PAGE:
An Enjoyable Sound for Worship
Posted March 12, 2013
By JJFrancesco_NRT, Staff Reviewer
Citizens is another group hoping to join the ranks of popular contemporary worship bands on the scene. While the song titles for their self-titled debut might not indicate a very original project, the music is actually surprisingly fresh.
"Sweetness of Freedom" is an upbeat pop/rock number and a decent opener to the album. There's a definite edge to the vocals that fits well with the music. "In Tenderness" has a strong piano intro that leads into another strong pop track.
It was also at this point where I started to become very much reminded of another act in Christian music, Seabird. There's a definite musical similarity but even vocally, the similarities are almost enough to go and check the artist again. In fact, most of the album sounds like what a worship album from Seabird might sound like. Luckily, this isn't a bad thing at all. The music is consistently catchy and upbeat, with a lot of cheers and shouts to create an exciting and engaging listening experience.
"Made Alive" is when the album really shines with an opening keyboard hook destined to get stuck in your head. The song as a whole works great as a single and is a highlight of the album as a whole. "Sins of my Youth" has a synth-backing that creates a bit of an eerie feeling that fits with the penitent nature of the song. The song explodes into create a rousing and musically complex bridge. There's a lot going on here and it's another outstanding moment on the album. There are even some hints of rock in here. All in all, this is quite the musical standout.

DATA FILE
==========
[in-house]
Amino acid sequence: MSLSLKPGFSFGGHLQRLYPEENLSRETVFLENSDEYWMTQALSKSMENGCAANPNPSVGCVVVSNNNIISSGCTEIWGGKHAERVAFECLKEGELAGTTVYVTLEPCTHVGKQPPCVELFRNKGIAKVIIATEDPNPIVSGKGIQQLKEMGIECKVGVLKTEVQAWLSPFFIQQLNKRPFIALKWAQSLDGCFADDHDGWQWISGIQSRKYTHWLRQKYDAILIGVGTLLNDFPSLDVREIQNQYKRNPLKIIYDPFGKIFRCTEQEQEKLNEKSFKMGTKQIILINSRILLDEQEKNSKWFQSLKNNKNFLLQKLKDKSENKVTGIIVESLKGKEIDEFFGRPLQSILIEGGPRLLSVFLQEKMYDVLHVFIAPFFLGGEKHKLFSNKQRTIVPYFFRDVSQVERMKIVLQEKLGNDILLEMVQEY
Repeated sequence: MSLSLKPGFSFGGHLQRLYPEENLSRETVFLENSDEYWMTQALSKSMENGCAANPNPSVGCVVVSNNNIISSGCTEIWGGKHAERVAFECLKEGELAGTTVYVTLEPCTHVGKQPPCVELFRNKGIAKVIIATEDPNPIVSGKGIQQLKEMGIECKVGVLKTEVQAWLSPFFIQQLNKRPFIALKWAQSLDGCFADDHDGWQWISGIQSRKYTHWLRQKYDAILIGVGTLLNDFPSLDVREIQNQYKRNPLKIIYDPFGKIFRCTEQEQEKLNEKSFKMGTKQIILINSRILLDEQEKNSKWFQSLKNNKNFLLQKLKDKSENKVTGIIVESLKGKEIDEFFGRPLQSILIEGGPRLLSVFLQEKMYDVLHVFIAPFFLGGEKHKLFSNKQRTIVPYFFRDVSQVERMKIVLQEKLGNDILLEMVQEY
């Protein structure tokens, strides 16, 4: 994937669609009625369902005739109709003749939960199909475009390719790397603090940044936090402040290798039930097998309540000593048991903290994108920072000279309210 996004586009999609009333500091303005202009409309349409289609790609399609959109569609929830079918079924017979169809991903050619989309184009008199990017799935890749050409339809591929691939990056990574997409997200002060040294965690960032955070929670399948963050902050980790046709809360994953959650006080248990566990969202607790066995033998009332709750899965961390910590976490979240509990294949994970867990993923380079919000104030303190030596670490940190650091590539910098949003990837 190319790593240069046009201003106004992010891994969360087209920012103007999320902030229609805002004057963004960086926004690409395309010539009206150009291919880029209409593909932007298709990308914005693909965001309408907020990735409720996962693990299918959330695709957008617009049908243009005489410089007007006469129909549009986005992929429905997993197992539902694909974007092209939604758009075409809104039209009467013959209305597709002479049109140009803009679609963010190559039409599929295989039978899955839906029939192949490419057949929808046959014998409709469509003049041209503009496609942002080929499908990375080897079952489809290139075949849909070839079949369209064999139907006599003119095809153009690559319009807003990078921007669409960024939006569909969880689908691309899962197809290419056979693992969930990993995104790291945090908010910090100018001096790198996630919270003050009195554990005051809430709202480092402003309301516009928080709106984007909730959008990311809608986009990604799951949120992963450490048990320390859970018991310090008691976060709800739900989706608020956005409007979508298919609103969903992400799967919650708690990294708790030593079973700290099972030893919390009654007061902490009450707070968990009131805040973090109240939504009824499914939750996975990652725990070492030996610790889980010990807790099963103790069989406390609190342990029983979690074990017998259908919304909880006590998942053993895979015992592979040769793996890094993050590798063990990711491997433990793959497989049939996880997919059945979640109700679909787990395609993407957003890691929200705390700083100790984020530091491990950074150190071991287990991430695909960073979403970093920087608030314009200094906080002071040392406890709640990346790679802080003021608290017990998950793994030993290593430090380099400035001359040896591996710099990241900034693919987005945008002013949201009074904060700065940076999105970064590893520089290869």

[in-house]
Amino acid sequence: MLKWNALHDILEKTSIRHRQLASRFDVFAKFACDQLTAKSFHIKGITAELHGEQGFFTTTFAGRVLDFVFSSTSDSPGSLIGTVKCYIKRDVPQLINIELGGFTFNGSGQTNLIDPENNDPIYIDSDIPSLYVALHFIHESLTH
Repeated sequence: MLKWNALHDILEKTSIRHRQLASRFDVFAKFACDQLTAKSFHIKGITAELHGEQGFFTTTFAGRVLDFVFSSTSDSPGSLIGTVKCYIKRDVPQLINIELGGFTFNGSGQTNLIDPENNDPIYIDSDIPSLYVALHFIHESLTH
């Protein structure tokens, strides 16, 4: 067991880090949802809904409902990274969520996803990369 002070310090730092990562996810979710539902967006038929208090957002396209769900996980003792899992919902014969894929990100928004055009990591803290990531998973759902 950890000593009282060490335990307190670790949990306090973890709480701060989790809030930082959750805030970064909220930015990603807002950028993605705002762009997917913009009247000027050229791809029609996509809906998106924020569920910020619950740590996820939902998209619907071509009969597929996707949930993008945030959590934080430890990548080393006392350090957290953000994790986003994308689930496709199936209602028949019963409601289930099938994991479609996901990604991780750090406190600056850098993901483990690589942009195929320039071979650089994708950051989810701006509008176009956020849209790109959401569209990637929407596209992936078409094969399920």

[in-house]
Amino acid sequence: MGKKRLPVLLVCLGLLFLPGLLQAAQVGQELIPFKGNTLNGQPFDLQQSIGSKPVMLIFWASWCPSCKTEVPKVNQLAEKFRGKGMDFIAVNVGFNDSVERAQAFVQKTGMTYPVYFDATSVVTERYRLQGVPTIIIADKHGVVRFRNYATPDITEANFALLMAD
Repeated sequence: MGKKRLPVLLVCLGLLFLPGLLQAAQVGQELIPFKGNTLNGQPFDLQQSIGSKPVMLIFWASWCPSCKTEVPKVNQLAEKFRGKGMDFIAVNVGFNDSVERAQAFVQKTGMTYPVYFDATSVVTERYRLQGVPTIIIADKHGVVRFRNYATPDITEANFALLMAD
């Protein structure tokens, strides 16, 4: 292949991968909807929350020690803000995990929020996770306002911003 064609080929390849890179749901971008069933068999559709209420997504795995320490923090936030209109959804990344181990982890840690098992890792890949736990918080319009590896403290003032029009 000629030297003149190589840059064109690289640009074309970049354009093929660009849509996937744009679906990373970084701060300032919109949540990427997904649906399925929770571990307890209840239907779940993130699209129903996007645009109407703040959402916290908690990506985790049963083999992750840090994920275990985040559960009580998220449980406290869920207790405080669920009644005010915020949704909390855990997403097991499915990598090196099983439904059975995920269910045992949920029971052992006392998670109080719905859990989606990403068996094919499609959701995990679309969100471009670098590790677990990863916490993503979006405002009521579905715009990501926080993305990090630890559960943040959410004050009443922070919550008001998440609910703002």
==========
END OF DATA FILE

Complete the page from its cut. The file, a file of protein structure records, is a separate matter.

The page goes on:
"Praise to the Lord" is a soothing and rousing cover of the classic hymn. The powerful music that has driven the entire album breathes new life to the melodies and the powerful vocals bring a whole new level of honesty to the praise classic.
There are numerous musical highpoints on the album that will help it to standout from the pack. Lyrically, though, it's pretty much the standard fare. There's nothing particularly bad or cheesy. "You have brought me back with the riches of your amazing grace and relentless love," is a worthy chorus. There's a lot of scripture-based praising of our savior throughout the album. It doesn't really break any new ground but it also doesn't particularly have to. The album more than accomplishes what it set out to accomplish.
Citizens manage to find a workable balance between catchy pop music and uplifting praise and worship. It's not always an easy balance to find but these guys seem to know what they're doing and that helps the album feel above average. Those looking for a fresh take on the genre would do well to give this album a listen.
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